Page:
Continuing with our series of Field Site Spotlights for the 24th Class of Emerson National Hunger Fellows, we turn to San Diego, California, where fellows Rosa Rada and Valery Martínez have recently finished their placements with the San Diego Hunger Coalition. Rosa and Valery’s work brought them in close communication with area residents, whether they were collecting first-hand stories from students experiencing food insecurity, or talking with community leaders on how they could play a role in expanding federally-funded summer meals in their neighborhoods. Read on to hear about the state of hunger in San Diego…
Valery Martínez (left) and Rosa Rada at field training in fall 2017.
After years studying and working on food justice in Baltimore, I was eager to broaden my understanding of food issues beyond the northeastern rust belt. In Baltimore, less than 4% of the population is Spanish-speaking—which meant that I virtually never encountered Spanish speakers in my work. Growing up, I had taken Spanish classes in underfunded Baltimore schools, where survival was a lot more important than practicing verb tenses. Given that learning Spanish and understanding Latinx issues seemed especially crucial in American life today, I hoped that the Emerson Program would send me southwest.
My wishes were granted—I would be moving to San Diego, California, to work at the San Diego Hunger Coalition, an organization that leads coordinated action to end hunger through research, education, and advocacy. I took this news as a green light that I should spend my summer trying to revive dormant Spanish skills through immersion in a Spanish-speaking country. The 1.5 months I spent doing a work exchange in rural Colombia were wildly challenging, but some kind of magic. The time I spent with my adult English-students-turned-friends was the closest to God I’ve ever felt through other human beings.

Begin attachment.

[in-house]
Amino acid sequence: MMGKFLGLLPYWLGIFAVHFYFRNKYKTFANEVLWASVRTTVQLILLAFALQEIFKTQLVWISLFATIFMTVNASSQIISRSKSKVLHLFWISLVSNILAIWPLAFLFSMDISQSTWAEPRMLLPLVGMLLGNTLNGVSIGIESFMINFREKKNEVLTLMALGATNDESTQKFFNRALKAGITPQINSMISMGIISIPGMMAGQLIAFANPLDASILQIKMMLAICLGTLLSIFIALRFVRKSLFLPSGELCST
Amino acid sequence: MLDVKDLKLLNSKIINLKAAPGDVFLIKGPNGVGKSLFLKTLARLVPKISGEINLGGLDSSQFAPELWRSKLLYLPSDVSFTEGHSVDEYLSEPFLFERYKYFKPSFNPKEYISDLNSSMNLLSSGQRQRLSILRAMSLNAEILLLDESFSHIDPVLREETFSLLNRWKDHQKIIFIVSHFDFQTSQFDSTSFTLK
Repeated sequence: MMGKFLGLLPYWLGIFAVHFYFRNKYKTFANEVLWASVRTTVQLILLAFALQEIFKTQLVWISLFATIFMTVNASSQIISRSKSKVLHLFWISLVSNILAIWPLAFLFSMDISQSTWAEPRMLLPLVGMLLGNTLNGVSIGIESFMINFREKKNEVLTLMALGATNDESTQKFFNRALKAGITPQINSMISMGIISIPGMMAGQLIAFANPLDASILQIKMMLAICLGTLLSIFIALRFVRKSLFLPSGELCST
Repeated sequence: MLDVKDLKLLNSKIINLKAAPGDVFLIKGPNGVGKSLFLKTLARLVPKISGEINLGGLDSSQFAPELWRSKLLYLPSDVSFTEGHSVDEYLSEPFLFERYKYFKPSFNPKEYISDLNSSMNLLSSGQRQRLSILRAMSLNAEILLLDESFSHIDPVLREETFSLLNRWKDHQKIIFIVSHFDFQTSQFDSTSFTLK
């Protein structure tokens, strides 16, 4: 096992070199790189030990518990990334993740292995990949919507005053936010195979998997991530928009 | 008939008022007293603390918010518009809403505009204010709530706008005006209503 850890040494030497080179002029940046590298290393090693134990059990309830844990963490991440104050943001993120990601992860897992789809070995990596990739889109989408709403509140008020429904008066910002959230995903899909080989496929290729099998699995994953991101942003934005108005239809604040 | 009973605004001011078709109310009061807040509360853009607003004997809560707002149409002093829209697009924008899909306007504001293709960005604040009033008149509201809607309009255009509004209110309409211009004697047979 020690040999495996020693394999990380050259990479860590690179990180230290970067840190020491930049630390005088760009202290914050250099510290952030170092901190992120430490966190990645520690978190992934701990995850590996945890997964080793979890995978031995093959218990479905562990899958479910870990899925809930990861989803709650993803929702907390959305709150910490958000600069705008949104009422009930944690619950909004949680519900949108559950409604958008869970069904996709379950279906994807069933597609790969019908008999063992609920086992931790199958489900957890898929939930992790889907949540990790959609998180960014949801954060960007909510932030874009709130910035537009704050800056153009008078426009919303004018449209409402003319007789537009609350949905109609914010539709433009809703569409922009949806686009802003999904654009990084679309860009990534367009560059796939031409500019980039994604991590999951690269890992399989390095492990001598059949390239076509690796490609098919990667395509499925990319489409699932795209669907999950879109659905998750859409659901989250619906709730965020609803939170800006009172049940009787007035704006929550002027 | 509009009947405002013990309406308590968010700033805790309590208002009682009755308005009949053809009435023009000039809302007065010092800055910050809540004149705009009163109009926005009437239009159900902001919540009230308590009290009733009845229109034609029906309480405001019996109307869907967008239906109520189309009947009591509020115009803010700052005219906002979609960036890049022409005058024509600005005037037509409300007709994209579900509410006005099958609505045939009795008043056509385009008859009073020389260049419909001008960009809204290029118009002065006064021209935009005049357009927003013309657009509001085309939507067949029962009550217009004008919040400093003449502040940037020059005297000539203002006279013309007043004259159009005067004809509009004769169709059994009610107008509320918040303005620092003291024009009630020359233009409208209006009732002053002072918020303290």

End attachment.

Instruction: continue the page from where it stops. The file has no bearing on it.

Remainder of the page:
Naively, I assumed that my time in Colombia would be a natural segue to my life in San Diego: that there would be boundless opportunities to practice Spanish and continue learning about Latinx culture. But, like most American cities, San Diego is heavily segregated along lines of race, class, and country of origin. Often, it feels as if residents live in two separate worlds. After five months here, my sense is that one San Diego, at its roots, is a working-class military town and year-round tourist destination, flush with real estate money. The other San Diego is a vibrant hub of refugees, immigrants, and people experiencing homelessness.
My work at the San Diego Hunger Coalition has centered around measuring the impact of various anti-hunger interventions in San Diego County. This has involved both quantitative and qualitative research. My qualitative storytelling work has taken me to high schools near the border to hear about students’ passion for gardening, to community colleges and state universities to hear about the often invisible challenges of student hunger, and to food pantries to hear about trust and dignity. Oftentimes, collecting these stories required hours-long bike rides or public transit journeys, exposing how difficult it is for San Diegans to navigate this massive, sprawling county if they do not have a car.
I believe in storytelling work. Too often education, research, and advocacy efforts on behalf of people facing hunger neglect to include the voices of those who actually experience hunger. Quantitative data is powerful, but infusing human life into data gives it a pulse. Launching this storytelling work virtually from scratch has been a rewarding and humbling experience: developing consent forms and questions, making use of my amateur photography skills, and navigating sensitive spaces has required a great deal of contemplation and course-correction.